Real Wine Fair 2014 – A Winemaker’s PerspectivePosted by Fabio Bartolomei on Apr 21, 2014 in Features
Winemaker Fabio Bartolomei from Spain’s Vinos Ambiz traveled to London to present his wines at the Real Wine Fair 2014. Here’s his experience:
I’m just back in Madrid after an intense 4 days in London, 2 days of which were taken up by the REAL Wine Fair itself, and 2 days of which were for me!
My main mission: to boldly seek out an importer for my wines in the UK.
Sunday was the day the fair was open to the public, and the forecast was that it would be busy. And it was! I have to say that I’ve never had to work so hard at a fair in all the years I’ve been exhibiting at wine fairs.
The time just flew from 10:00 to 18:00. I did nothing but speak and pour wine, and I had sore feet and a sore throat! Usually, at wine fairs, I prepare a sign that says “I`ll be back!” and I go off and taste as many wines as I can and chat about wine stuff! But this time… I didn’t even have time to prepare the sign!
I suspect that something viral or ‘word-of-mouth’ happened, as the first thing that many people said to me was “I’ve been recommended to come taste your wines by….”. It was awesome, thinking about it. It’s really the best and most sincere compliment that can be given to a wine producer. It has encouraged me no end, and has reconfirmed my belief that I should listen to myself, my heart and my intuition. I generally do, but there are moments when I’m assailed by doubts. The memory of that day will help to keep me on the right path. The path of low-intervention, terroir-expressing wines!
The next day, the Monday, was a trade day, and I was also quite busy, though not as much as the Sunday. And in fact I had a volunteer helper: Leila, a friend who I was out with the day before, and she asked me directly “Can I be you wine bitch tomorrow?” I was shocked and speechless for a few seconds! Because, not living in the UK, I’m not really sure these days what’s politically correct or socially acceptable to say or not anymore, but if she said it then I guess it must be OK!
So, thanks to her, I was able to escape from my table a few times and taste some other wines, but not nearly as much as I would have liked to. Apart from restaurant and wine shop people, I also got some growers coming round to taste my wines, which is quite unusual for me (unless they knew me previously from some other occasion). I could tell they were growers because they were silent and didn’t ask any of the usual questions. They would just hold out their glasses, sniff, taste and look each other in the eye silently, and then go away!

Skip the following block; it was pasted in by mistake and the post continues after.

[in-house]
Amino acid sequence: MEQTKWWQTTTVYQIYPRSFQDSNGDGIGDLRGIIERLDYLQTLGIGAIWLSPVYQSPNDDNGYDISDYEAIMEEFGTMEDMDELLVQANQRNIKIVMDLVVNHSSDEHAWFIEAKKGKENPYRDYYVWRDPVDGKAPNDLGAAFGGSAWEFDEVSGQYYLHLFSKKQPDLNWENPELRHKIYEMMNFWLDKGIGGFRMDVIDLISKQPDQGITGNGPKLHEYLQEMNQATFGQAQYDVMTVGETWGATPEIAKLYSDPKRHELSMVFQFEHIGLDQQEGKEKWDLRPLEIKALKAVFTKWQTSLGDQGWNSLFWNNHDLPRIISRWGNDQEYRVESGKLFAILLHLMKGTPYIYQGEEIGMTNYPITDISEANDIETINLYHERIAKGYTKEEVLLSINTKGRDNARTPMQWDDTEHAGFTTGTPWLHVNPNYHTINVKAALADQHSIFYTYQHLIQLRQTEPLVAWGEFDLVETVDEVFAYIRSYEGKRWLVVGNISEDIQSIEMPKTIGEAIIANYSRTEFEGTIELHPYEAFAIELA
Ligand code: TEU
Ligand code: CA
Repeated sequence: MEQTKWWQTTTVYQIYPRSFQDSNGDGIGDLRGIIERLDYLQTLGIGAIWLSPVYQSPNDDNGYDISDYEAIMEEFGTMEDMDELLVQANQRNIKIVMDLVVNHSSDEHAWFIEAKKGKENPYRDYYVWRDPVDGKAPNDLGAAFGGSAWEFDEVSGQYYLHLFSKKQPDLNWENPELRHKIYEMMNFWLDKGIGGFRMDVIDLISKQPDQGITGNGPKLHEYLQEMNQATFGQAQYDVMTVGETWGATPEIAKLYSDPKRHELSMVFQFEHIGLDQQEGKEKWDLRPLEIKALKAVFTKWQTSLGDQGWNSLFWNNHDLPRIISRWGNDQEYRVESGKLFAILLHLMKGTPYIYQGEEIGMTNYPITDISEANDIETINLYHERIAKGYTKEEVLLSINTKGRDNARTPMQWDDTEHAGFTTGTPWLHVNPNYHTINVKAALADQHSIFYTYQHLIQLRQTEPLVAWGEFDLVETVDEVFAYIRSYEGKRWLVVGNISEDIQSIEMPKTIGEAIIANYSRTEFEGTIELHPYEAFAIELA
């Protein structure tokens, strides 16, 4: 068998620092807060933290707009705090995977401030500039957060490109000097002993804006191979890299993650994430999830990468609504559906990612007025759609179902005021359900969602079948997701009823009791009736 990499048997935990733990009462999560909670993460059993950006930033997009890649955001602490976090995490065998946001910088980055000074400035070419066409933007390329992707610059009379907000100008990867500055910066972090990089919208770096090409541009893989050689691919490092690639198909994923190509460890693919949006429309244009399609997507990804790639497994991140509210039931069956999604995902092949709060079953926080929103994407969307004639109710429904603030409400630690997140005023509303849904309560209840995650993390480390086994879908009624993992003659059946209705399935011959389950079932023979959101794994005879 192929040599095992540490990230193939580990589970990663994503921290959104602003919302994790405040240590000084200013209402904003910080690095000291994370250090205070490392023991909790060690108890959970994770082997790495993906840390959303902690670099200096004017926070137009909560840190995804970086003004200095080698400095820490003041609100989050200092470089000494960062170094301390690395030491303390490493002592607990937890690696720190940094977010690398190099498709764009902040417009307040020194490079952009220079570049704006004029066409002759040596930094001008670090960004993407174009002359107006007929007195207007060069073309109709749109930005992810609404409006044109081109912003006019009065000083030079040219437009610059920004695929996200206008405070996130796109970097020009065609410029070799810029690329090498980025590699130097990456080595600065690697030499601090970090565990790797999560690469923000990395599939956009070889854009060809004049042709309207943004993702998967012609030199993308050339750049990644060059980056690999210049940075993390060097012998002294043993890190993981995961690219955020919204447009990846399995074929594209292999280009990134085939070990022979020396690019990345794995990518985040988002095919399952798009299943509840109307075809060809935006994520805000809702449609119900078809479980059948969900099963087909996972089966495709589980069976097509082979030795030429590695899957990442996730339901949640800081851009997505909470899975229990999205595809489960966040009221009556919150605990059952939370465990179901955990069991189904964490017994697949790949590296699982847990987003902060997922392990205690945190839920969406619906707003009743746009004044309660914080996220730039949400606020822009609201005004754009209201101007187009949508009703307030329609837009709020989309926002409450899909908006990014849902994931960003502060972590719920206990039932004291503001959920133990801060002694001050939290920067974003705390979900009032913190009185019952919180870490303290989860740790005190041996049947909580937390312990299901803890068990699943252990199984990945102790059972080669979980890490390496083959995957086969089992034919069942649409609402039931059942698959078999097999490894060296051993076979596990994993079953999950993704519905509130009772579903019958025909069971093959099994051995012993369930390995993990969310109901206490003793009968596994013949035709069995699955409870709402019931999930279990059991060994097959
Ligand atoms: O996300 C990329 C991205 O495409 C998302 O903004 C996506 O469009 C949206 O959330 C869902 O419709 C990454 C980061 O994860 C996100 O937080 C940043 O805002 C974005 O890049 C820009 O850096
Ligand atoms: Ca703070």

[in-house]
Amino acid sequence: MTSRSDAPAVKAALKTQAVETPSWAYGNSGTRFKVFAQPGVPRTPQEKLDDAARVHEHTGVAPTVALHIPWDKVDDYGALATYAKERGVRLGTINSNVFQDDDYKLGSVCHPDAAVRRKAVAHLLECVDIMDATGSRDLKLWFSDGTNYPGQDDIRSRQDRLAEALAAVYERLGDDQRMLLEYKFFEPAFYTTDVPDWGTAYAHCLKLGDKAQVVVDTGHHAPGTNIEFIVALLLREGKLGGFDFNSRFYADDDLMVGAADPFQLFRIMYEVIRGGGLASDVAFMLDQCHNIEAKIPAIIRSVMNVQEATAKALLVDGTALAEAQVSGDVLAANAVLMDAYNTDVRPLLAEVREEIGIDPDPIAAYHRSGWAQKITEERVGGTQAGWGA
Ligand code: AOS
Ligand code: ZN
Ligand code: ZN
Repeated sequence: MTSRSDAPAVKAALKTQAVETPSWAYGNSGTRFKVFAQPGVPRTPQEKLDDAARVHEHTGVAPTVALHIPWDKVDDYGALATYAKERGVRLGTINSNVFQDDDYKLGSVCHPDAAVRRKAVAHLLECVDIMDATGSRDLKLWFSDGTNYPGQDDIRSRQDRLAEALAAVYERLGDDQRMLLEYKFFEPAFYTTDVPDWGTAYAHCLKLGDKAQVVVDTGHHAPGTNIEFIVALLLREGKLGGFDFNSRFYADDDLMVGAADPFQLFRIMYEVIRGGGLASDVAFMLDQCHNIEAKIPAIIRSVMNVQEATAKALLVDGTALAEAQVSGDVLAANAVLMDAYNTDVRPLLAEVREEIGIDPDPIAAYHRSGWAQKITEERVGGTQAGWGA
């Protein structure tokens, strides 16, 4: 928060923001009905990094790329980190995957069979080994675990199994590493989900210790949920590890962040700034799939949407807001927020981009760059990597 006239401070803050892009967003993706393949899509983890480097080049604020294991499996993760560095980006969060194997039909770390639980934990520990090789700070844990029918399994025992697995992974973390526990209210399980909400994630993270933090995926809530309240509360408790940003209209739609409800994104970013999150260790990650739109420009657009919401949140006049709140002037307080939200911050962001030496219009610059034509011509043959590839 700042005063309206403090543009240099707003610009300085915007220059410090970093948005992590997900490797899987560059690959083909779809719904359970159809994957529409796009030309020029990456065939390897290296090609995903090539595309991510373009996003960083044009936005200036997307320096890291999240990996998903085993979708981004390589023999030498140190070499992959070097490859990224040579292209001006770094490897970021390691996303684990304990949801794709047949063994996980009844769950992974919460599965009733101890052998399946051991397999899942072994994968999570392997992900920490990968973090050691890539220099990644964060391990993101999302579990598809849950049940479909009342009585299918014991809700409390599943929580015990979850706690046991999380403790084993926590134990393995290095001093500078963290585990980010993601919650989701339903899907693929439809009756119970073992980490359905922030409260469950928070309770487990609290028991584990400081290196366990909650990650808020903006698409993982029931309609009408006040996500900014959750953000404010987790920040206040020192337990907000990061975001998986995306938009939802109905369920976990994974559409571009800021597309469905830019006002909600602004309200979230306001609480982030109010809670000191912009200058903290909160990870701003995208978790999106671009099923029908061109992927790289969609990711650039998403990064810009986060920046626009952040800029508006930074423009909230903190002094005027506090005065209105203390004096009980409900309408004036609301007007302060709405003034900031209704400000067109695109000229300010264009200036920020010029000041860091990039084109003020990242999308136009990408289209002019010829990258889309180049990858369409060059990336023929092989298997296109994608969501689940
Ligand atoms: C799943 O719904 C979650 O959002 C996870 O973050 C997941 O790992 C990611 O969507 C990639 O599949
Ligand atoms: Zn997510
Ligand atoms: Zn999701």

So I don’t know what to think about that! But I think I’m going to take it as a compliment, because they must have had some kind of recommendation from someone, and they actually took the time to get away from their table. Unfortunately I don’t actually know what they thought of my wines, as they were so taciturn!
And then lastly, to round it all off, was the Georgian banquet, or Georgian supra, as it’s called. This is a wonderful way of having a dinner or banquet. Basically, instead of just one or two main courses, there was a constant flow of small dishes of different things.
But the main distinguishing element of a Georgian dinner, is the custom of giving toasts to all the guests. Every so often during the meal, you hear the ting, ting, ting of a knife on a glass and that’s the signal that the toastmaster is about to give a toast. I think this is a great custom, and we should adopt it here in Western Europe too. It has the effect of bringing all the guests at the different tables, together and of uniting everybody in a way. I found, at any rate.
Yet another distinguishing feature of Georgian banquets, is the singing. This time there is no ting ting ting on the glass, but every so often you hear the melancholic, minor key, sad, sad singing of two or more voices. You may or may not like it, but I’m a sucker for it, and it actually really did bring a tear to my eye. What with all that Georgian wine flowing too, and me being like the way I am! Of course I have no idea what the words in Georgian mean, but I’m imagining deep tragedies and laments, and yearnings; maybe from the Persian invasions of a few thousand years ago! I don’t know.
The next day, I was to fly back to Madrid – but in the afternoon. I decided a few years ago, that life was too short, not only to drink bad wine, but also to take early morning (or even morning) flights!
Which gave me time to go to the Doodle Bar, in the TestBed1 space/project/thing, which is in danger of being “redeveloped”. I hope my little contribution helps.
And then it really was time to go home. But wow, what a weekend, what a refreshing, illuminating, and encouraging few days. Just what body and soul needs, maybe just a few times a year